Of note: Module 4 took me about 3x longer than others because it was during this module that I wrote the code for the sample app used throughout the entirety of the course. The next highest module, Module 6, involved debugging on real mobile devices, which proved tricky to record. 228 hours basically amounts to six 40 hour work weeks. Taking a step back, that’s not bad! If I had tackled this project with a stable schedule, it wouldn’t have had to drag on for so long.


Pluralsight authors get a one-time payment upon completion of the course, as well as a share of ongoing quarter revenues. The quarterly payments work like this: there’s a pot of money set aside for authors that we all split. The split is determined by a complicated formula involving total minutes of your course versus all others’. Basically, the more popular the course is, the better. “Intro to Technology X” courses perform the best, which makes sense because there is a lower barrier to entry. While I’d love to share the exact numbers, my contract doesn’t permit it. Therefore, I’ll just say that the one-time payment was decent and the quarterly payments will make for some nice ongoing “beer money”. Dividing the amount I’ve been paid thus far by the total number of hours comes to approximately just above minimum wage for each hour worked. While that’s not a substantial amount, it could be quite lucrative over time provided you build a decent following and publish many popular courses.

Key Takeaways

If you’re interested in creating a Pluralsight course, here are some parting thoughts:

What’s Next?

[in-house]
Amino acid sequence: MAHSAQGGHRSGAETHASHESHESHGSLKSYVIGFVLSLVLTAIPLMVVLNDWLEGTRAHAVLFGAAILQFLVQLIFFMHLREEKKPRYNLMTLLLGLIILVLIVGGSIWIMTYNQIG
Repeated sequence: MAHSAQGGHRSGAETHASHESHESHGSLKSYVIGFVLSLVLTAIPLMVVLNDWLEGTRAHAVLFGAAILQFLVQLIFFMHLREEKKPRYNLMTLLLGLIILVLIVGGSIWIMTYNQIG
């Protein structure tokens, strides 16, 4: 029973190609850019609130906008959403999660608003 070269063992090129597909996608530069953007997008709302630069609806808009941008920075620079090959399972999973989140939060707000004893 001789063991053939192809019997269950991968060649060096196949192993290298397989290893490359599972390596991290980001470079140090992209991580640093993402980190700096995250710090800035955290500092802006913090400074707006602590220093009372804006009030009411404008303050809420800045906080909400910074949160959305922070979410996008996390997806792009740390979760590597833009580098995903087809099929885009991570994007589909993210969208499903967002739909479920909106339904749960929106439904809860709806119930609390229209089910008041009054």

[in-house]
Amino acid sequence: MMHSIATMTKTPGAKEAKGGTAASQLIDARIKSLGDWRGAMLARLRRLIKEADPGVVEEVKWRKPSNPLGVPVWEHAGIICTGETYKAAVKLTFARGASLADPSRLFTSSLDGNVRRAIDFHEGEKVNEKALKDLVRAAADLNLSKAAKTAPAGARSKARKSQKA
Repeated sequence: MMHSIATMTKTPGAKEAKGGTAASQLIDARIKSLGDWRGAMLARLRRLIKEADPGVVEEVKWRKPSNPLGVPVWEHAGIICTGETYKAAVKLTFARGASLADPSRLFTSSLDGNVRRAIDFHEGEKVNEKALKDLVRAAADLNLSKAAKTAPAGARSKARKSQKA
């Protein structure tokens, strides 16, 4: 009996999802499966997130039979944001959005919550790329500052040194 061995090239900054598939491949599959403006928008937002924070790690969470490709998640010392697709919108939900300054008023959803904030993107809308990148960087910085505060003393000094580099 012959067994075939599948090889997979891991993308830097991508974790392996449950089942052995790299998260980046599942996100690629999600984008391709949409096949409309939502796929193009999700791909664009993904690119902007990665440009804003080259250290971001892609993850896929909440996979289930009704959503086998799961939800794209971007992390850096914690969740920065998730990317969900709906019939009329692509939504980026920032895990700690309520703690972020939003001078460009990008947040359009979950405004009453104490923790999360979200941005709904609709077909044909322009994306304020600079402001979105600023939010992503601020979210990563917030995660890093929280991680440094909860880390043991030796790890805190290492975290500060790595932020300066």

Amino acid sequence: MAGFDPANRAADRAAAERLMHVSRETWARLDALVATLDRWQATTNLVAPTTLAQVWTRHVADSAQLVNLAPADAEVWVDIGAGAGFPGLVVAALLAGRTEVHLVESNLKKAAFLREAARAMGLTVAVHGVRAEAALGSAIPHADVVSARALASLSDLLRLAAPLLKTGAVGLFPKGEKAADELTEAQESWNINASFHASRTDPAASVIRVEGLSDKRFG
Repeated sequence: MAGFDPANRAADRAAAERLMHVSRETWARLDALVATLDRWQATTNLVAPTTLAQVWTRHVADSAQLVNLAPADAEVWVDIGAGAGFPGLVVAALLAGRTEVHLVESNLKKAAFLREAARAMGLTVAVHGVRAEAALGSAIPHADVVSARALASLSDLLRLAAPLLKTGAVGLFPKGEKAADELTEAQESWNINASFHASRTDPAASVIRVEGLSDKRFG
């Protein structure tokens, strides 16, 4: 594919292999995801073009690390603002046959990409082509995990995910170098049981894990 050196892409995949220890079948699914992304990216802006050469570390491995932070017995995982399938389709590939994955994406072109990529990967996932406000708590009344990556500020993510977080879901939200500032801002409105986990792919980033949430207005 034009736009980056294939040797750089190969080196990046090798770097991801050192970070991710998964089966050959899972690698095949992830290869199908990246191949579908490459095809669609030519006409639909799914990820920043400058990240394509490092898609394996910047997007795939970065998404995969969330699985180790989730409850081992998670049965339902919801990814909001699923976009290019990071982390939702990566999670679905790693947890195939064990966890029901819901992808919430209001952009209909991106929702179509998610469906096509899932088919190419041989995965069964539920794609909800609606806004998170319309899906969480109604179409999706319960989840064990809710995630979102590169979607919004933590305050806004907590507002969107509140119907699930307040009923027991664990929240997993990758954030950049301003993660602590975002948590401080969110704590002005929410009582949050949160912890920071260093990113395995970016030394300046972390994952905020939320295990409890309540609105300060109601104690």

…that moment when I first hit the keys to spell out THE END was epochal. I remember rolling the last page out and adding it to the stack that was the finished manuscript. Nobody knew I was done. Nobody cared. But I knew. I felt like a dragon I’d been fighting all my life had just dropped dead at my feet and gasped out its last sulfuric breath. Rest in peace, m*f*er. Next morning I went over to Paul’s for coffee and told him I had finished. “Good for you,” he said without looking up. “Start the next one today.” - The War Of Art, Steven Pressfield

The above quote is so great! It makes me laugh, as it’s true: you spend months or years toiling away at creating something, but once you’re done there are no fireworks or town parade in your honor. While I don’t intend to start a new course anytime soon, I’m keeping plenty busy. At the moment, I’m focusing on promoting the course, then plan to evaluate my next steps later this year.

Many thanks to Kari, Troy, Spencer, Jeff, and the entire Pluralsight team. Special thanks to my wife Lisa for her patience and support during the long journey.

If you’re interested in learning how to build mobile apps using web technology, please check out my course, PhoneGap Build Fundamentals. Cheers!

So unbelievably stoked! A long journey comes to an end. My @pluralsight course has been released! Cheers to a wonderful editorial team and @nursingaround 's support. #PhoneGap #Cordova #MobileDev